Signs and Symptoms of SDB
Excessive Daytime Sleepiness (ESS)
Those with SDB are very often more tired and sleepy than normal. The brain is constantly pulled out of deep sleep. Most that have SDB also have excessive daytime sleepiness.
The Epworth Sleepiness Score is a validated questionnaire that helps one evaluate the severity of the ESS. This a series of questions asking the likelihood of dozing off in certain situations. The maximum score is 24/24.
0-5 Lower Normal Daytime Sleepiness
6-10 Higher Normal Daytime Sleepiness
11-12 Mild Excessive Daytime Sleepiness
13-15 Moderate Excessive Daytime Sleepiness
16-24 Severe Excessive Daytime Sleepiness
Almost everyone with SDB snores, but not everyone who snores has SDB. Snoring is the hoarse or harsh sound that occurs when air flows past relaxed tissues in your throat, causing the tissues to vibrate as you breathe. Many that snore loudly are completely unaware that they are doing so. It can take some convincing from bed partner and family for those affected to be convinced.
Research suggests that people with SDB have trouble converting short-term memories into long term ones. Consolidating memories or storing experiences so that they can be accessed later, is a vital link in the memory-creating process that occurs during sleep. When sleep is impacted by a disorder, people have trouble incorporating and categorizing their experiences, which
leads to impaired memory formation and forgetfulness. When SDB is treated memory often improves.
Erectile dysfunction is quite common in men who have OSA. In 2009, German researchers reported that 69% of male study participants with obstructive sleep apnea also had ED. Insufficient sleep, such as that caused by sleep apnea, can reduce testosterone levels, resulting in poor erections and decreased libido. More research is needed, but scientists have found that treating SDB may also help ease symptoms of ED. Many men with OSA who use continuous positive airway pressure (CPAP) for treatment experience improved erections.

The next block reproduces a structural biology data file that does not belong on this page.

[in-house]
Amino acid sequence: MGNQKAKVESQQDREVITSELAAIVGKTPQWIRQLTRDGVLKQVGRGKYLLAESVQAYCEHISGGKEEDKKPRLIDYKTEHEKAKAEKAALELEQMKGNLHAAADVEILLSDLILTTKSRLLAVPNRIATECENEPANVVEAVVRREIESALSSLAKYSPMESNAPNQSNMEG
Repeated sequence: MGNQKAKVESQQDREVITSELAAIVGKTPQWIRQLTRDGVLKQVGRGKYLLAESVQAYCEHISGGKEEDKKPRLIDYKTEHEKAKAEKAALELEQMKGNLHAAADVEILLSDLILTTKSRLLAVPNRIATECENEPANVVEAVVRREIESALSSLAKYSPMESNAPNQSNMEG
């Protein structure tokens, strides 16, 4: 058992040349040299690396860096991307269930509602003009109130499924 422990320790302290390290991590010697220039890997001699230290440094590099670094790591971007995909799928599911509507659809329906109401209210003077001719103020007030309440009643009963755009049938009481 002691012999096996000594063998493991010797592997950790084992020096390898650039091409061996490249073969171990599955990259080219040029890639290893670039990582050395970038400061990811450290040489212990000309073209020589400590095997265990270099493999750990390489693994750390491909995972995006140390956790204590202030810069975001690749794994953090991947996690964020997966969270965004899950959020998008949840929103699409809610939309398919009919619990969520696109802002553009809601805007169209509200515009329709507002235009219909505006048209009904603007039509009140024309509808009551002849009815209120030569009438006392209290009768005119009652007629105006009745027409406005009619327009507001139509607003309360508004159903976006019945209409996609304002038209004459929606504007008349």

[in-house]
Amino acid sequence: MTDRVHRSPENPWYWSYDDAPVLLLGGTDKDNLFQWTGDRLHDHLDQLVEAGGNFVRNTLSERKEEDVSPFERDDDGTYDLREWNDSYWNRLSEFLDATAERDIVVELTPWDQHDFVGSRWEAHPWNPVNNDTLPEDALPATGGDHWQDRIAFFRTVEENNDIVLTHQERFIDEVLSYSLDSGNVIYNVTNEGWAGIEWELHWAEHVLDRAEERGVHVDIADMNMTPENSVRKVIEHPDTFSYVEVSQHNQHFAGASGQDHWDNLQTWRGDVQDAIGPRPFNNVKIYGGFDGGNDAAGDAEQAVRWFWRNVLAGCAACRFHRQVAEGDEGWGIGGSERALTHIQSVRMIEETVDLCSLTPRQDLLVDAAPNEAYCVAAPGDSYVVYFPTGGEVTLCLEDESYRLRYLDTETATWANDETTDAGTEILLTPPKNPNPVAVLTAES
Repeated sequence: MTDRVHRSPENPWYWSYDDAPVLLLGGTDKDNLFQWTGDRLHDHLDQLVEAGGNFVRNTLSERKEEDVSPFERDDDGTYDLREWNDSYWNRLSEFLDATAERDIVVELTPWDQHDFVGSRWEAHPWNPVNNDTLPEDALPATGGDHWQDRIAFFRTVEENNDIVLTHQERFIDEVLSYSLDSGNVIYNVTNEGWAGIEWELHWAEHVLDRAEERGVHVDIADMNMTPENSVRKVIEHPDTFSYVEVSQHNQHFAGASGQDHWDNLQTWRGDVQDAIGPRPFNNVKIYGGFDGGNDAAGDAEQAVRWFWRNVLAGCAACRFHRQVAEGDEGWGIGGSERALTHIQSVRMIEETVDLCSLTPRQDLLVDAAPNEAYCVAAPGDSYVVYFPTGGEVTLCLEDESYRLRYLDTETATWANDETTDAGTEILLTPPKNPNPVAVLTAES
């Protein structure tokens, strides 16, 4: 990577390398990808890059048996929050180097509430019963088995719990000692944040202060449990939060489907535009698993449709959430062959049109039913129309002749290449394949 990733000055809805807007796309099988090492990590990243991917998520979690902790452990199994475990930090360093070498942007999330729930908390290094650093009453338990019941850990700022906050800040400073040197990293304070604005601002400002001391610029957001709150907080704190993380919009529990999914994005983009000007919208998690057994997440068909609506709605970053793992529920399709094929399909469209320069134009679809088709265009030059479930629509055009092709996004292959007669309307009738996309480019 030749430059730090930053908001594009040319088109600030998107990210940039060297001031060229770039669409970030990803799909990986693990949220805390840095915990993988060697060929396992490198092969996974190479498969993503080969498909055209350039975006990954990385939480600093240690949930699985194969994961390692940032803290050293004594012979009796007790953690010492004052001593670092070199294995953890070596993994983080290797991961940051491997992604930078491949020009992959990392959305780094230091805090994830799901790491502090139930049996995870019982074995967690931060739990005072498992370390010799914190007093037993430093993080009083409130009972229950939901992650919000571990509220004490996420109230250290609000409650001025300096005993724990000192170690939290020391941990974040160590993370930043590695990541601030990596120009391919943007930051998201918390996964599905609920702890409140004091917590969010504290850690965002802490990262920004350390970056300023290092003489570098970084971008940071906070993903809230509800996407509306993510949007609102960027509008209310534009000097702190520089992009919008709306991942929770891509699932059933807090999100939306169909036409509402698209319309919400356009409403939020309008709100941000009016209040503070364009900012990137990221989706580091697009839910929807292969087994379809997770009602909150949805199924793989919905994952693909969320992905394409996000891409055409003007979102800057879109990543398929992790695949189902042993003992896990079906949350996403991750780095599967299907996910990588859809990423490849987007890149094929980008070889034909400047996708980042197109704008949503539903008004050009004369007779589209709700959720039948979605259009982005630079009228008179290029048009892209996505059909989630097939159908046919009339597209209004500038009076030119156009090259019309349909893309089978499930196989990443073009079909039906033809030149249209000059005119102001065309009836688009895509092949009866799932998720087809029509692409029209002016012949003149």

Couples who struggle with sleep apnea have a high-divorce rate. The lack of sleep for both partners puts a strain on the marriage and creates a hostile and tense situation. Those with SDB are more likely to be irritable, lack focus, and are more prone to mood swings. This in turn leads to a lack of intimacy and partner bonding. When this carries on for years with no resolution or intervention, it becomes clear why snoring is identified as a significant cause of divorce.
Restless Sleep/ Heavy Sweating
When we stop breathing at night our O2 levels drop and our body is thrust into the “fight-or-flight” response, also known as acute stress response. This causes an increase in heart rate, constriction of blood vessels, and sweating. Once SDB is treated, the majority of people never sweat at night again.
Nighttime Choking and Coughing
Very common with SDB and many affected are not even aware of this. The bed partners usually are.
The bed partner will often notice pauses in the breathing of their spouse at night. This can be frightening for many. These eyewitness reports are a significant factor when assessing risk of SDB.
Morning headaches are often experienced by patients with moderate to severe sleep apnea. The oxygen levels drop and CO2 levels rise due to the intermittent breathing. This lack of oxygen in the bloodstream, along with a build-up of carbon dioxide, negatively affects the brain and may lead to sleep apnea headaches. Morning headaches are often resolved when the SDB is treated properly.
Gastro-Esophageal Reflux (GERD)
When we stop breathing due to a collapsed airway, the desire to breath continues. This desire increases as time passes without a breath. We continue to have chest movement and this can generate great negative pressures within the thoracic cavity. This often draws stomach contents up into the esophagus causing gastric reflux. As you can well imagine, when the airway remains open with CPAP therapy this can significantly reduce or eliminate GERD at night.
Untreated OSA leads to:
Increased Illness The multiple negative effects of untreated OSA leads to poor general health throughout the patient’s lifetime.
Increased Risk of Death The continual ill effects of untreated OSA throughout our life can contribute to a shorter life span.
The greater the severity of SDB, the higher the risk:
High blood pressure
Stroke - 4X more likely
How bad is OSA for the heart?
When we pause in breathing during the night our blood O2 levels are likely to drop. This causes the blood vessels in our lungs to constrict, resulting in our heart having to work extra hard to pump blood through the lungs. Little by little this stresses the heart and may weaken the heart muscle and result in an enlarged heart that does not pump as efficiently as it should.